1. Paratexts, such as translator's prefaces, are a place where metatranslational discourse occurs and where translators discuss their decisions and strategies.
2. Translatorial prefaces to poetry translations tend to be more frequent and longer than those introducing other genres, with the translator's voice being more prominent in paratexts such as introductions.
3. Recurrent ideas or translation memes found in translatorial prefaces to Shakespeare's Sonnets into Spanish include the idea of the superiority of the original, fidelity, and untranslatability, which function as a mechanism to grant prestige and respectability to a given translation for both translators and readers.
The article "Metatranslational Discourse in Poetry Translators' Prefaces" by Tanya Escudero explores the use of translation memes or commonplaces in the prefaces of poetry translations, specifically those of Shakespeare's Sonnets into Spanish. The author argues that these memes, such as the idea of fidelity or the superiority of the original, serve as a mechanism to grant prestige and respectability to a given translation for both translators and readers.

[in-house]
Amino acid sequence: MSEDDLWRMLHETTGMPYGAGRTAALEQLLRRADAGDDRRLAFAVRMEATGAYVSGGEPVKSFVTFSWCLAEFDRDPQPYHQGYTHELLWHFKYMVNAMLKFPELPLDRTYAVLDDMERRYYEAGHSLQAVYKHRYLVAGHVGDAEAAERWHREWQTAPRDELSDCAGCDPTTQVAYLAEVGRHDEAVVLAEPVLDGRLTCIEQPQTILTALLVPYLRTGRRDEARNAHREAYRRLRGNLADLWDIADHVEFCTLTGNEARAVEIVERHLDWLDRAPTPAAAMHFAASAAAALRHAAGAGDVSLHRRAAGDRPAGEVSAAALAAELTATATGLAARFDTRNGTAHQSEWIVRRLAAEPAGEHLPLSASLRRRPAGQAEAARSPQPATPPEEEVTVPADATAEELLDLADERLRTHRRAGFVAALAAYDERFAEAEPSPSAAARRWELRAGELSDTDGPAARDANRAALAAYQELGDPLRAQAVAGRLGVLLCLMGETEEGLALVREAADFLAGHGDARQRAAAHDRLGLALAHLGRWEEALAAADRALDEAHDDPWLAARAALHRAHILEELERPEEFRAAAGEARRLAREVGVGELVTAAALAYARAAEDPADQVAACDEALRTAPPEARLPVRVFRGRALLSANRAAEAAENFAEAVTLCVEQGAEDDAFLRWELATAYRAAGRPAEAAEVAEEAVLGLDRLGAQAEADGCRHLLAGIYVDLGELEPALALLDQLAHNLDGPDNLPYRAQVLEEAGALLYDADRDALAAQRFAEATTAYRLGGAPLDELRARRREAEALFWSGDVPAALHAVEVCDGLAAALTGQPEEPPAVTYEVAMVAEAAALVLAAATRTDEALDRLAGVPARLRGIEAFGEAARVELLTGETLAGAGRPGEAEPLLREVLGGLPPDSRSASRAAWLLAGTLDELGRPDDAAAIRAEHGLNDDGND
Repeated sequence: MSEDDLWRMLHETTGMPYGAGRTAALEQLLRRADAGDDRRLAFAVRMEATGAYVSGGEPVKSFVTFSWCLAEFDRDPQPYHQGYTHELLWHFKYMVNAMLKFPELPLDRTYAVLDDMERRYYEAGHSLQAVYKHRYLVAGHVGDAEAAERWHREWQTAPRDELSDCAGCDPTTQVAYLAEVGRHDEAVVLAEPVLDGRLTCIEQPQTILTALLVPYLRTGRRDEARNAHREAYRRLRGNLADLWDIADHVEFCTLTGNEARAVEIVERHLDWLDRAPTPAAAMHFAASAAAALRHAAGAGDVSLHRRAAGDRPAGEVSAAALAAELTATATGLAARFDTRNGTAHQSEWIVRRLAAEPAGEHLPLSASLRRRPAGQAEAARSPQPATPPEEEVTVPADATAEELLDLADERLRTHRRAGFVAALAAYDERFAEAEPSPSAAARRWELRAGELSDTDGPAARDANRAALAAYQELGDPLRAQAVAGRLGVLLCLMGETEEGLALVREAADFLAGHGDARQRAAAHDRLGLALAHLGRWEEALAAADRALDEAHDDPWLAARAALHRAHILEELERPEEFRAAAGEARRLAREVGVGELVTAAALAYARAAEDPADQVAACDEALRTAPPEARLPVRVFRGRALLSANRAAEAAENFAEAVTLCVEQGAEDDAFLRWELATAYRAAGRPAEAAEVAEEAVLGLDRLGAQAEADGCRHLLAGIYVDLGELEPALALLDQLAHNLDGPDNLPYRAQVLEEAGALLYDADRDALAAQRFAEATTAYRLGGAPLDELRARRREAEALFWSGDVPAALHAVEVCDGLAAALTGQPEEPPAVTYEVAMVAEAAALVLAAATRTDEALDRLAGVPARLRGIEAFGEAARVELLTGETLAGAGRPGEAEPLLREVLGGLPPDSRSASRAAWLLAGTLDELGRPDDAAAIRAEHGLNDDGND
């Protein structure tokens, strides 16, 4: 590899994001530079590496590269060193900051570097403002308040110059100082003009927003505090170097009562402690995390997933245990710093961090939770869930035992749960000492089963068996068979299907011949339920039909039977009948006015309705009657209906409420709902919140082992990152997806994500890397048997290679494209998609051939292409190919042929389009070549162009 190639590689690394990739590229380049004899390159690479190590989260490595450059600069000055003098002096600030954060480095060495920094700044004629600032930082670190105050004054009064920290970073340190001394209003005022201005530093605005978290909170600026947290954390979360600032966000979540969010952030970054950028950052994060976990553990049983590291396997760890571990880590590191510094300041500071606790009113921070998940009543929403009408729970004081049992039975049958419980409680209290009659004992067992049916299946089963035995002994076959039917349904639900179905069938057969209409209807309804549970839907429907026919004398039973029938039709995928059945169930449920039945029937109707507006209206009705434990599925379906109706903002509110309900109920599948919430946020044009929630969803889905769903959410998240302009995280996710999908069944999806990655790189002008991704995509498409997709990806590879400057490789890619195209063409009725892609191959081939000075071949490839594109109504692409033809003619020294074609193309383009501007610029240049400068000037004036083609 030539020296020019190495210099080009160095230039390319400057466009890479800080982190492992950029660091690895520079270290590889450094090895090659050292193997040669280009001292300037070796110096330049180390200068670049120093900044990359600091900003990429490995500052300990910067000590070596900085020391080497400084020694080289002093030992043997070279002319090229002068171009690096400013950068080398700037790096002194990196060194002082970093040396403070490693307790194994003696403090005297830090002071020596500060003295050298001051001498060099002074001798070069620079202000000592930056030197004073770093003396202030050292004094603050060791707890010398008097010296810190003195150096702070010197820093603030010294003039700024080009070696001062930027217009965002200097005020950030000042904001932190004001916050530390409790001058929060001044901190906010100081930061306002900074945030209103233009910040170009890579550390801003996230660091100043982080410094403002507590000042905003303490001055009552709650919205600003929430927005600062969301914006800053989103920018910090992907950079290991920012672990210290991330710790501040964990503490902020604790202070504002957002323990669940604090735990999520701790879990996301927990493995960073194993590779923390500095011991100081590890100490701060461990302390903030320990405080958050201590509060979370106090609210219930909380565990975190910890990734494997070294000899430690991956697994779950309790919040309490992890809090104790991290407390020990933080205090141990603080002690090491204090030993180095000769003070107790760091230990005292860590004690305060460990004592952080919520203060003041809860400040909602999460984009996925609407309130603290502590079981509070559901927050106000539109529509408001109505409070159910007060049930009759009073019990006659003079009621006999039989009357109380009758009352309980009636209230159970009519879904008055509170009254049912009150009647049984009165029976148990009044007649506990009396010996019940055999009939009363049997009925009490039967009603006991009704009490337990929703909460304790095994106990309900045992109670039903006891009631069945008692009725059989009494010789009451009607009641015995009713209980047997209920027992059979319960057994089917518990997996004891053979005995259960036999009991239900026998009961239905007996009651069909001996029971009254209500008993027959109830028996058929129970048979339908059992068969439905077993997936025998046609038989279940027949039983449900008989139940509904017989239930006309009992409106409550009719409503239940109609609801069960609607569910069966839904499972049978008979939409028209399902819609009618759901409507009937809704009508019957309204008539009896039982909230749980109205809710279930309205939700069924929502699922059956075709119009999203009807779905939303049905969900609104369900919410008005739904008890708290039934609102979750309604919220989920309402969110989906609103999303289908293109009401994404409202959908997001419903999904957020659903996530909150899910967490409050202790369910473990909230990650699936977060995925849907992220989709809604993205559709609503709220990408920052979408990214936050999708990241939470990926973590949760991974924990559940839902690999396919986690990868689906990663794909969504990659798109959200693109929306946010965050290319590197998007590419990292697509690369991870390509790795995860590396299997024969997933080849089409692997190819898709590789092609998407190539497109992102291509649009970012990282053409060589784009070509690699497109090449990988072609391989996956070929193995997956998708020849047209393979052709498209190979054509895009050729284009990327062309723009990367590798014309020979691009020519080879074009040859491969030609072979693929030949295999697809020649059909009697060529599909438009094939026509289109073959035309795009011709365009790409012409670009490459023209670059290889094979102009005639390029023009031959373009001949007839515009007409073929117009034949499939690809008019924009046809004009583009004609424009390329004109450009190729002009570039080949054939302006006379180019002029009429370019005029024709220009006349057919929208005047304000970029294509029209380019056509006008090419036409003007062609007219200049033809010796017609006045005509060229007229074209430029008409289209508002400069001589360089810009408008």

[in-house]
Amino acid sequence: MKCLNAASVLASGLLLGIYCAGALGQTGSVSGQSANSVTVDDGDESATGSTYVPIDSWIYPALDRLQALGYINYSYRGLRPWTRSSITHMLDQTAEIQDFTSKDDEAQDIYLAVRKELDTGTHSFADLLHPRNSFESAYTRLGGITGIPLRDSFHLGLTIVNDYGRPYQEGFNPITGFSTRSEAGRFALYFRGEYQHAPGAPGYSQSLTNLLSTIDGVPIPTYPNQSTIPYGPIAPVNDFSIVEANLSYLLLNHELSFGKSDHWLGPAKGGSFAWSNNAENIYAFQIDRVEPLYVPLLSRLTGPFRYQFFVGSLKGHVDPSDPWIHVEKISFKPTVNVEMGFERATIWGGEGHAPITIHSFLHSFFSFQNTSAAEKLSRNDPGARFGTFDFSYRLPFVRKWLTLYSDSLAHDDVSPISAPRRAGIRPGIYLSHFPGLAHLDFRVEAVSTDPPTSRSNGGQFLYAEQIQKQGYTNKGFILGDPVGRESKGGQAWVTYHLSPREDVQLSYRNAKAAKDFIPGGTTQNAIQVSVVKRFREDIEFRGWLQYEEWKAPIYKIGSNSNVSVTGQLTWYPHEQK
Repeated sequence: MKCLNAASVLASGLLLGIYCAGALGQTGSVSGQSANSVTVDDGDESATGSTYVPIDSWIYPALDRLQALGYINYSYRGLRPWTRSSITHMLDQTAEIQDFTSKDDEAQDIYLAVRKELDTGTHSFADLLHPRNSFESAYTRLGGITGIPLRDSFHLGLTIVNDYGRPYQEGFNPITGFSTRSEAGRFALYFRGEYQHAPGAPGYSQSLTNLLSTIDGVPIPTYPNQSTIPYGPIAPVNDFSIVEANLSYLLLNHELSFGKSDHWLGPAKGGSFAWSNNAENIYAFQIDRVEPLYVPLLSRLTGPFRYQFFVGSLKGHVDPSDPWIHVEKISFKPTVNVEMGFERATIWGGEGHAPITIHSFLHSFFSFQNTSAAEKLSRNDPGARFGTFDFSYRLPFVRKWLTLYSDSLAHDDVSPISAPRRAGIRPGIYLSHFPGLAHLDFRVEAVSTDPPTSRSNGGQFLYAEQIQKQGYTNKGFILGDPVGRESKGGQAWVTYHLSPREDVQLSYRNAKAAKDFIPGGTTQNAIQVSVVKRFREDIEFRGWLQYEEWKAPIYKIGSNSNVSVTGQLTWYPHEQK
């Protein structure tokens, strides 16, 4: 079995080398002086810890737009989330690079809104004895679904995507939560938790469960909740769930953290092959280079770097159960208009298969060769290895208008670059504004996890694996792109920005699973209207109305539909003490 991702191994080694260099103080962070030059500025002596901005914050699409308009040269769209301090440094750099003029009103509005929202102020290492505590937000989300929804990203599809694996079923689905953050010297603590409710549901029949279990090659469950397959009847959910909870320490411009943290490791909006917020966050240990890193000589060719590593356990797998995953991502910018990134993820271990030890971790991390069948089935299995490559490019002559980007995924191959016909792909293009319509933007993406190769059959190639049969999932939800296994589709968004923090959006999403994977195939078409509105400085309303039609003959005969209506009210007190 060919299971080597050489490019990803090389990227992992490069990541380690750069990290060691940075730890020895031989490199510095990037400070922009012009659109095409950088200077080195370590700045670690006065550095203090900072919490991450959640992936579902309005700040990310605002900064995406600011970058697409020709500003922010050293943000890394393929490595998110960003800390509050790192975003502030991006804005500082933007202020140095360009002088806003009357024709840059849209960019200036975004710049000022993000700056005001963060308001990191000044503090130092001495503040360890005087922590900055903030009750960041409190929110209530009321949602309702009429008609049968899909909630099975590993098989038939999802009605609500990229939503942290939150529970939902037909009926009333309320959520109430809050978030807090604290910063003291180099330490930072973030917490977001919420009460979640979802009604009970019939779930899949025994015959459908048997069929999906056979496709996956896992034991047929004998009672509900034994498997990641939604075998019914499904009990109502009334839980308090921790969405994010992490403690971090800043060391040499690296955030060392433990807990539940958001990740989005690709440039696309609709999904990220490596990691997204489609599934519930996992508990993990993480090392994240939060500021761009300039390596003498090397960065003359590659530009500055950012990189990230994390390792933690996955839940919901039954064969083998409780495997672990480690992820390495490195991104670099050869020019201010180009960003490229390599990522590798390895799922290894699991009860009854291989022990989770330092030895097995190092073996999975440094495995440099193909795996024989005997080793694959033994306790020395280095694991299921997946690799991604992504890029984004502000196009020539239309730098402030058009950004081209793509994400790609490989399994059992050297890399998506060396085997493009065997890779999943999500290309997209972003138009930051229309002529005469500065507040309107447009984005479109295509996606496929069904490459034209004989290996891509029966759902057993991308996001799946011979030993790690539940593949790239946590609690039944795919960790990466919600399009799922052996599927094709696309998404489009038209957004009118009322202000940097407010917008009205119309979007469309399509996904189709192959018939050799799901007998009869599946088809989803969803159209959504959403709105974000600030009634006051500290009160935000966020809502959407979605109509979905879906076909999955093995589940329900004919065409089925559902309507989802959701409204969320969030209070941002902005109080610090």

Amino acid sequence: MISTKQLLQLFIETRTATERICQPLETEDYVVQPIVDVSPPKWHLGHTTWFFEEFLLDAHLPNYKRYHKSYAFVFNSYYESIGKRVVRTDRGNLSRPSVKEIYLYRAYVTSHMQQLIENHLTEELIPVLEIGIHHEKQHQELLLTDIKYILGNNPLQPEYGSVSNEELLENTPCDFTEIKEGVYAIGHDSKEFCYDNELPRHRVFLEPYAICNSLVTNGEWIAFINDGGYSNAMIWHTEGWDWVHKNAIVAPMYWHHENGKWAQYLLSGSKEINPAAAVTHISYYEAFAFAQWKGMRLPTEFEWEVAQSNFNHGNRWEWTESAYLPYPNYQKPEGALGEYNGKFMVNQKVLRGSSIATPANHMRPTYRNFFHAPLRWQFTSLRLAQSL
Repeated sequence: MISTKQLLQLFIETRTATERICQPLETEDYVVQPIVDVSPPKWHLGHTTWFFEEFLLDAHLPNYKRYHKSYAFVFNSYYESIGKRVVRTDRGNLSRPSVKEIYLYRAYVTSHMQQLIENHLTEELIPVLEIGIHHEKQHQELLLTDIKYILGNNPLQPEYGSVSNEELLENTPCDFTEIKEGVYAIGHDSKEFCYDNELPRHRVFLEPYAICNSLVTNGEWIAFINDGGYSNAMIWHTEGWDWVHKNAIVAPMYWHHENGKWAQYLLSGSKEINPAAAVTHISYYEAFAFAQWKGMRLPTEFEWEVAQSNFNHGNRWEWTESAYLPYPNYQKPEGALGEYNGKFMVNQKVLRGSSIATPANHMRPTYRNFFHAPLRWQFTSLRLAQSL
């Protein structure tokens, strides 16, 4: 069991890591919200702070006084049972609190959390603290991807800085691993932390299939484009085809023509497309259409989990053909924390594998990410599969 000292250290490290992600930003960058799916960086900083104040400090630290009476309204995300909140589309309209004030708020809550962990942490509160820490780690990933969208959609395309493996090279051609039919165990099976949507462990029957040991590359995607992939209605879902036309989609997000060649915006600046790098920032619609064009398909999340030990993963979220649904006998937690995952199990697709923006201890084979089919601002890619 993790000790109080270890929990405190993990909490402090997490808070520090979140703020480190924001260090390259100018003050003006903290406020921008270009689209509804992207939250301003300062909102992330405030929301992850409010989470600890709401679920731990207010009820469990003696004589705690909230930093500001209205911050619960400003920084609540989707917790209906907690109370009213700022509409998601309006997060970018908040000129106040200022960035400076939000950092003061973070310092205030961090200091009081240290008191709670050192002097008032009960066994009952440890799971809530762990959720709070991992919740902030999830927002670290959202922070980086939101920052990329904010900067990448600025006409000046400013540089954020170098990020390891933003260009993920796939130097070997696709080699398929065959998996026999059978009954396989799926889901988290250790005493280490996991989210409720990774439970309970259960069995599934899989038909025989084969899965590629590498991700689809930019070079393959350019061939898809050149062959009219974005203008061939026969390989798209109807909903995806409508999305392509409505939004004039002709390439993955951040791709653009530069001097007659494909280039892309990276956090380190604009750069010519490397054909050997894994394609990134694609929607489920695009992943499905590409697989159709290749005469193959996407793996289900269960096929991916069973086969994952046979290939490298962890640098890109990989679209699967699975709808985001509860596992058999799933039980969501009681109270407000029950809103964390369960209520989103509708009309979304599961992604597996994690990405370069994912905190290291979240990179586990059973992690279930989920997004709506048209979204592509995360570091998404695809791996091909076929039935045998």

Overall, the article provides a thorough analysis of the use of translation memes in poetry translator's prefaces. However, there are some potential biases and limitations to consider. Firstly, the corpus used for analysis is limited to translations of Shakespeare's Sonnets into Spanish published between 1877 and 2018. This may not be representative of all poetry translations or all translatorial prefaces.
Additionally, while the author acknowledges that some translators challenge the idea of the superiority of the original, most examples provided reinforce this belief. This may suggest a bias towards this particular meme and limit a more nuanced understanding of how translators approach their work.
Furthermore, while Bourdieu's notion of symbolic capital is useful in understanding how translation memes function in metatranslational discourse, it is not explored in depth. The article could benefit from further elaboration on how symbolic capital operates within translation communities and how it affects translators' decisions.
Finally, while the article provides insights into how translation memes are used in poetry translator's prefaces, it does not explore potential counterarguments or alternative perspectives on these ideas. A more balanced approach could provide a more comprehensive understanding of how these memes operate within translation discourse.
In conclusion, while "Metatranslational Discourse in Poetry Translators' Prefaces" offers valuable insights into how translation memes function within metatranslational discourse, there are potential biases and limitations to consider. A more nuanced approach that considers alternative perspectives could provide a more comprehensive understanding of this topic.